RED ROSE POSTCARD CLUB

Subtitle

 

Origins

 

THE FIRST POSTCARDS

 

The first postcard was introduced in Austria on 1st October, 1869. Great Britain relaxed its postal regulations and followed suit exactly one year later, allowing postcards to be sent through the mail. 
Three things will be noticed about these cards. (1) They have no picture (the back is blank for messages. (2) The "stamp" is imprinted on the address side of the card and (3) the whole of the address side is taken up with the address.

 

 

The cards were simply seen as a quick and cheap way of sending non-confidential messages. No thought had been given to the inclusion of pictures.  Nevertheless the introduction of the message postcard was an essential precursor to the picture postcard which made its appearance towards the end of the 19th Century.

 

 

PICTURE POSTCARDS MAKE THEIR APPEARANCE.

 

Whereas it is possible to give a precise date for the introduction of the purely message postcard, no such precision can be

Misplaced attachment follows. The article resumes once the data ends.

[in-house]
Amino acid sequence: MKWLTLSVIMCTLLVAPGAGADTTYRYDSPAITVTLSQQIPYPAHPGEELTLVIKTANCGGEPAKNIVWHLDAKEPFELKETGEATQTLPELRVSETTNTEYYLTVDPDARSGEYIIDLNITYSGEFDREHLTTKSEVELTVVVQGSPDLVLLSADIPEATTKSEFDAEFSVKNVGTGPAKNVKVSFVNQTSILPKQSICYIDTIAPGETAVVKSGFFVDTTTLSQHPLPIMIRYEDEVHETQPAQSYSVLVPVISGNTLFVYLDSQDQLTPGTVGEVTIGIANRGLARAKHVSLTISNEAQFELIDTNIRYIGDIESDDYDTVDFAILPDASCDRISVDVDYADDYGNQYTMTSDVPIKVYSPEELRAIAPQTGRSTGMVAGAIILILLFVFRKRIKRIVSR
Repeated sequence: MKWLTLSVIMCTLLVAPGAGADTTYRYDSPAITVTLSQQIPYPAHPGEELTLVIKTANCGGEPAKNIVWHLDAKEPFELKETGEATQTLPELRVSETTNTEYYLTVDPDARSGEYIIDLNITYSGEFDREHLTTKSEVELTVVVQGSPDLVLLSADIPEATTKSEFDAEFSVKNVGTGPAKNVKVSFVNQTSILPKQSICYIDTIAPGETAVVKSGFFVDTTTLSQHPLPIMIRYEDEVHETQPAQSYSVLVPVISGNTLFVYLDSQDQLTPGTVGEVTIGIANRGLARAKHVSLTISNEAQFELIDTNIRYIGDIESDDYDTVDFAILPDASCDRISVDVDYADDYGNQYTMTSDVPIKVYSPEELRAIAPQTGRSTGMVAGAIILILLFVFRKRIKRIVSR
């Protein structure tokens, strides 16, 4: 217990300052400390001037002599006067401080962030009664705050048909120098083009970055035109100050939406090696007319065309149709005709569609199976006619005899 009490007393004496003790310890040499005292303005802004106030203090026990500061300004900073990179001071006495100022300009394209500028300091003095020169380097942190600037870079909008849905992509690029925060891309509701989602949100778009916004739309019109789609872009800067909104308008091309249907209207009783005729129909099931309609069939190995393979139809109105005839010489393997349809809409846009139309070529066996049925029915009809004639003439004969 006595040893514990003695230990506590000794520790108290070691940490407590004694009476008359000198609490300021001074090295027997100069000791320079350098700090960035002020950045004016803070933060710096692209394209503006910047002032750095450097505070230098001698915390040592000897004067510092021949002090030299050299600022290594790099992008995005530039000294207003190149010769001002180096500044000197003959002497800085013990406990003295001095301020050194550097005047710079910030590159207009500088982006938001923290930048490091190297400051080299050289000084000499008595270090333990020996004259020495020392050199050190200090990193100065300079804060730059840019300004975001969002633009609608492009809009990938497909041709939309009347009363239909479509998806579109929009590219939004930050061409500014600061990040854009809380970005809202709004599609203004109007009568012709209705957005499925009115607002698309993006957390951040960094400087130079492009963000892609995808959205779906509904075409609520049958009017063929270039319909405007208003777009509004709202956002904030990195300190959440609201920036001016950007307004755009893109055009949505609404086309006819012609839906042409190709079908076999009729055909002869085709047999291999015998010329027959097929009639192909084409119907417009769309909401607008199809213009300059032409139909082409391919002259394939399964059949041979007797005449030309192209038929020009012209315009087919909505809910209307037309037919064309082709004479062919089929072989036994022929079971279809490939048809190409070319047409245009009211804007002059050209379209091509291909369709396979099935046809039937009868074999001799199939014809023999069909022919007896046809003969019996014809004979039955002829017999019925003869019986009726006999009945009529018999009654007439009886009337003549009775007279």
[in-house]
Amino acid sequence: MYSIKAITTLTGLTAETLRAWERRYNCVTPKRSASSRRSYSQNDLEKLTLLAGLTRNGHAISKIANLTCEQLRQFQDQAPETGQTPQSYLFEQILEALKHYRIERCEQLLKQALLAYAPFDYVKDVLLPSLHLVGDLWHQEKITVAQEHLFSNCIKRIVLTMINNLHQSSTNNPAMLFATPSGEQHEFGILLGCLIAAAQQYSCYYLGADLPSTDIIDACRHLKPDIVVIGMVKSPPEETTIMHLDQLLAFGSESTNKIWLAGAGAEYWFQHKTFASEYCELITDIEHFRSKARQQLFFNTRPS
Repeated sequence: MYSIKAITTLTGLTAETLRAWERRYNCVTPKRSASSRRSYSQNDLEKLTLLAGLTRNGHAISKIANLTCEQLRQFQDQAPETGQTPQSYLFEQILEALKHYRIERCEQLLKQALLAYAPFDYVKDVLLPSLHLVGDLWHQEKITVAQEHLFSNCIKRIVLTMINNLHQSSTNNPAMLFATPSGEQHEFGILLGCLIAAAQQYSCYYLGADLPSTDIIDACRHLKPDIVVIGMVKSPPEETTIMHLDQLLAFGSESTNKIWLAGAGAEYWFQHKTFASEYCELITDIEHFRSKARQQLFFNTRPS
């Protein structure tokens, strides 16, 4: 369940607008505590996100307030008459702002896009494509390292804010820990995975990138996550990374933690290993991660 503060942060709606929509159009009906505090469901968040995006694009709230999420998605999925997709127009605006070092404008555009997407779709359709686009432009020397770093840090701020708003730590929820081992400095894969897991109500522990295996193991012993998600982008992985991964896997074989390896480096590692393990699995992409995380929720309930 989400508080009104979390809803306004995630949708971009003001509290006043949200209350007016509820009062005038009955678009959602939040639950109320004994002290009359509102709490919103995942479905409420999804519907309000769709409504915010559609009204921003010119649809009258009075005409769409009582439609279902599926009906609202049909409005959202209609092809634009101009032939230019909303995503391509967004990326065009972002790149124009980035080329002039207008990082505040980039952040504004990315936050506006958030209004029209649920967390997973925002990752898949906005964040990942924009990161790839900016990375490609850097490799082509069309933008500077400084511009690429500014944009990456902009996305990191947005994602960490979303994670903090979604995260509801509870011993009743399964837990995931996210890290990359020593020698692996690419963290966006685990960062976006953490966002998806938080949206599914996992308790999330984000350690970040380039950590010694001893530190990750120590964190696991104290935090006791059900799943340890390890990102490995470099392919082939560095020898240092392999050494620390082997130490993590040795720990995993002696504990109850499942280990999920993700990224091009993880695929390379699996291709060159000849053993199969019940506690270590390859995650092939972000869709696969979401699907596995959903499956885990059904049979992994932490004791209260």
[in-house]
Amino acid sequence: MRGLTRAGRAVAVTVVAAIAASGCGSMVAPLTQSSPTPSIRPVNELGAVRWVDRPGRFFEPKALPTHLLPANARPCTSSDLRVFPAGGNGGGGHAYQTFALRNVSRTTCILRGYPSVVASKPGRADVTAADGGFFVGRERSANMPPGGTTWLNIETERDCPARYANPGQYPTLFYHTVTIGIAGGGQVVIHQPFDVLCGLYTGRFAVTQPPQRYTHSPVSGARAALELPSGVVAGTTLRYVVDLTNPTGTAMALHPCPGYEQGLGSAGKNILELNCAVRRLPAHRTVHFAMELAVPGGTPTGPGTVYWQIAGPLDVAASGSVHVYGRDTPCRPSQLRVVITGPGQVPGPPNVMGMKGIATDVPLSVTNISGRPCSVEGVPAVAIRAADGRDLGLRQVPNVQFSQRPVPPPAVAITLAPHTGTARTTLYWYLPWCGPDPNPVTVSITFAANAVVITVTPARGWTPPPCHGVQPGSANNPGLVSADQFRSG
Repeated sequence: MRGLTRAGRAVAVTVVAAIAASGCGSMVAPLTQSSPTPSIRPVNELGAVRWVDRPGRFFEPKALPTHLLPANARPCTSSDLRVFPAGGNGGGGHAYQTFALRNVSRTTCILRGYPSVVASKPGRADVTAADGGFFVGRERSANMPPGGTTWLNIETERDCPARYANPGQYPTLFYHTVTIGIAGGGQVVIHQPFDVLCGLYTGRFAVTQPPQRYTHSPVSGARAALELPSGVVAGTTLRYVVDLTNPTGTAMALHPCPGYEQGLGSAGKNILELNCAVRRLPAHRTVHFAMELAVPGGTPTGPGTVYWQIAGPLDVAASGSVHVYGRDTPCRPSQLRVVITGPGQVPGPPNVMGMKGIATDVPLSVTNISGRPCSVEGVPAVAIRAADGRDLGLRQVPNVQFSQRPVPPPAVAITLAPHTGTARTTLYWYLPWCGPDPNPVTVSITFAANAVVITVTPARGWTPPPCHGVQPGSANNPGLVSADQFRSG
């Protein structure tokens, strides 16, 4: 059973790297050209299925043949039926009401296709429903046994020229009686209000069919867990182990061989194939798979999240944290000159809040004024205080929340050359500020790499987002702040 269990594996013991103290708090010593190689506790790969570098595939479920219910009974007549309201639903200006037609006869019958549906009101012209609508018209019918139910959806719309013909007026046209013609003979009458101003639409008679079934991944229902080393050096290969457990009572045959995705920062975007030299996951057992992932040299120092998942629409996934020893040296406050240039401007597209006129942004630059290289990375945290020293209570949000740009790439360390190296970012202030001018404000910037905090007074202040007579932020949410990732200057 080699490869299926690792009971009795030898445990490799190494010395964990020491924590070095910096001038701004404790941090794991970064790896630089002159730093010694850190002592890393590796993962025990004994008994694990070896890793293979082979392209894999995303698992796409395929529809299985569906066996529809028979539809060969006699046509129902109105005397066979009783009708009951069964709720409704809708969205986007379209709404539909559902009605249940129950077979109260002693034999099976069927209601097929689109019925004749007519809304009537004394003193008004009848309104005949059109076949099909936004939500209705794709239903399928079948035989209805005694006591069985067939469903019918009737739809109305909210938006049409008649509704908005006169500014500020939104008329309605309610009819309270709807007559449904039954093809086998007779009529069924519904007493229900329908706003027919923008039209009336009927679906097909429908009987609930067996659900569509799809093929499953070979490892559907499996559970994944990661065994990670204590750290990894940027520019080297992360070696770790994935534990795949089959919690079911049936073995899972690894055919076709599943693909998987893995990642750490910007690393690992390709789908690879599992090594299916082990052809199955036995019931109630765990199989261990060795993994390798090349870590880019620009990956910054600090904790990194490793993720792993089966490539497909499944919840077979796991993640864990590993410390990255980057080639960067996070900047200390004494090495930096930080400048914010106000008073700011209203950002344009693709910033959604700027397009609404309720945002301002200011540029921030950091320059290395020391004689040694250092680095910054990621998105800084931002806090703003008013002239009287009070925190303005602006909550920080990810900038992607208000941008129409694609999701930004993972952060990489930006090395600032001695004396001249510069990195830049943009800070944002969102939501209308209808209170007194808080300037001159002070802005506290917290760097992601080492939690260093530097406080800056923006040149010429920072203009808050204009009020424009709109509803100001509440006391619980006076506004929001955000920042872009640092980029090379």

accorded to the introduction of illustrated cards.  It is believed that picture cards made their appearance gradually, progressing gradually from small vignette views such as this one shown here of the Terminus Hotel in Nice, to 'half cards' like this French card dated 1899.

By this time vignette cards with an illustration occupying most of the picture side with only a small space for the message had appeared. But it was not until 1902 that the Post Office again relaxed their regulations to allow for a message to be written on the address side, leaving the whole of the other side available for the picture.